Student Performance Evaluations

Written by Tara Peris
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A confusing aspect of student performance evaluations is that they take many forms, and can be presented at different times of the year. These factors can make it difficult to gauge when a child is really struggling with course material and when he is simply having a bit of trouble adjusting to a new year or to new material. In order to make the most of feedback, parents should remain involved throughout the course of the school year, and should speak with teachers regarding the meaning and importance of various evaluations.

Most schools try to give students and parents feedback at regular intervals. Reports cards are, of course, the most familiar form of evaluation. However, there are many others and parents and students should both be aware of what they are and what they mean.

The Timing and Importance of Student Performance Evaluations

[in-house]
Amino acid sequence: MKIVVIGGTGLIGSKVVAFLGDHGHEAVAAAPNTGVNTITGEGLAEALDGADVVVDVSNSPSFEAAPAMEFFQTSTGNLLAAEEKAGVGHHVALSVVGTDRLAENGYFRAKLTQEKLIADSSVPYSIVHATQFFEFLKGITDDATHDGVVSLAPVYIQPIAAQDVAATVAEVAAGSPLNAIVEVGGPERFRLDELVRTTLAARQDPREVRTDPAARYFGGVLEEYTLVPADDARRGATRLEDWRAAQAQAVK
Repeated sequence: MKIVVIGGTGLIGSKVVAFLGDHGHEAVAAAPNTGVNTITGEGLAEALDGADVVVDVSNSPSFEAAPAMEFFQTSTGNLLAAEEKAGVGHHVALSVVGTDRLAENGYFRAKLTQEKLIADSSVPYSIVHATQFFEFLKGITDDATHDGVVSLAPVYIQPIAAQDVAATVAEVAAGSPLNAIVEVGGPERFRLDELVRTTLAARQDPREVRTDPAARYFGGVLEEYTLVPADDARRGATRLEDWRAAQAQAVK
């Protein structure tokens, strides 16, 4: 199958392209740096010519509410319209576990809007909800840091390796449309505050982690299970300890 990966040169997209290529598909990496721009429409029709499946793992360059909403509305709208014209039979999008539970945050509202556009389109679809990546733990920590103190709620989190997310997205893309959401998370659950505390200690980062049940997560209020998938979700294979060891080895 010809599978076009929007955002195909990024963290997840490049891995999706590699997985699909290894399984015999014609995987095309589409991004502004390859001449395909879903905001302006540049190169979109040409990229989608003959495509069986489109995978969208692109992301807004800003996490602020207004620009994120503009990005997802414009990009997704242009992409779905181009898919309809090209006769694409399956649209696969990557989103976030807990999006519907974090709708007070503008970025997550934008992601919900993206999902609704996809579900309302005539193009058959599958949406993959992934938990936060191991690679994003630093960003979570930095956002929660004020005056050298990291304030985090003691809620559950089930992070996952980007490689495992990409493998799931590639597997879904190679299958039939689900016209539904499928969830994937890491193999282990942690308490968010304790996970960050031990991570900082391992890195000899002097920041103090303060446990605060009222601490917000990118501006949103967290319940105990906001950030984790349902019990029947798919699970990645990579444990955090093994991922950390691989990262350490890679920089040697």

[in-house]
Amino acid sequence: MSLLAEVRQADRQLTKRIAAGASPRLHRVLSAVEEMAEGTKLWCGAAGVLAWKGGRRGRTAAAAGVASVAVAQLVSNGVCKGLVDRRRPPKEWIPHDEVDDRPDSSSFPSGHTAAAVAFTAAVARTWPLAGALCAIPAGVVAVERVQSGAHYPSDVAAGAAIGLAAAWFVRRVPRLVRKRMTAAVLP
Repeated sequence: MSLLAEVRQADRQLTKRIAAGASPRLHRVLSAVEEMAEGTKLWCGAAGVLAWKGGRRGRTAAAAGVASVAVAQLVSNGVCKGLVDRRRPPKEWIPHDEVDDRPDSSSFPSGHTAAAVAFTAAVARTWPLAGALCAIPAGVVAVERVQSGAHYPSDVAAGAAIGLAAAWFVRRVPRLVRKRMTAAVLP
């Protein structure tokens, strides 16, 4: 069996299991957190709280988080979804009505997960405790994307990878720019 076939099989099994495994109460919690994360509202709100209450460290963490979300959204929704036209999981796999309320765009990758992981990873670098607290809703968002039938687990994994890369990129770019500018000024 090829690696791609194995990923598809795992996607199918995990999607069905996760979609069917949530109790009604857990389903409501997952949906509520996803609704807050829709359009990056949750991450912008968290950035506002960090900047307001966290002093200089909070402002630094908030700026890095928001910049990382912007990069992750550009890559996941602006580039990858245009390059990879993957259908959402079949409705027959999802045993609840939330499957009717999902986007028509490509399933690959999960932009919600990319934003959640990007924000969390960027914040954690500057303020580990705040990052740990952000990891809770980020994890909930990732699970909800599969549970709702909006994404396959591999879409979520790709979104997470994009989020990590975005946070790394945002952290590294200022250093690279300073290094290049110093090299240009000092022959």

In addition to sending report cards at the end of every semester, most schools will send home student performance evaluations in the middle of the term. At some facilities, mid-term feedback will be given in the form of a parent-teacher conference. Regardless of the format, parents should take the information they receive from teachers seriously, and follow-up with questions as needed. Your child's teacher is an excellent resource and he or she is the best one to tell you if extra help is needed.

There are other forms of student performance evaluations, such as the statewide exams. The vast majority of the time, these annual timed tests are intended to evaluate the school's teaching performance rather than a given child. However, teachers can use test performance to get a sense of a child's strengths and weaknesses. Concerns about understanding math or language arts are often clarified through standardized testing such as this.


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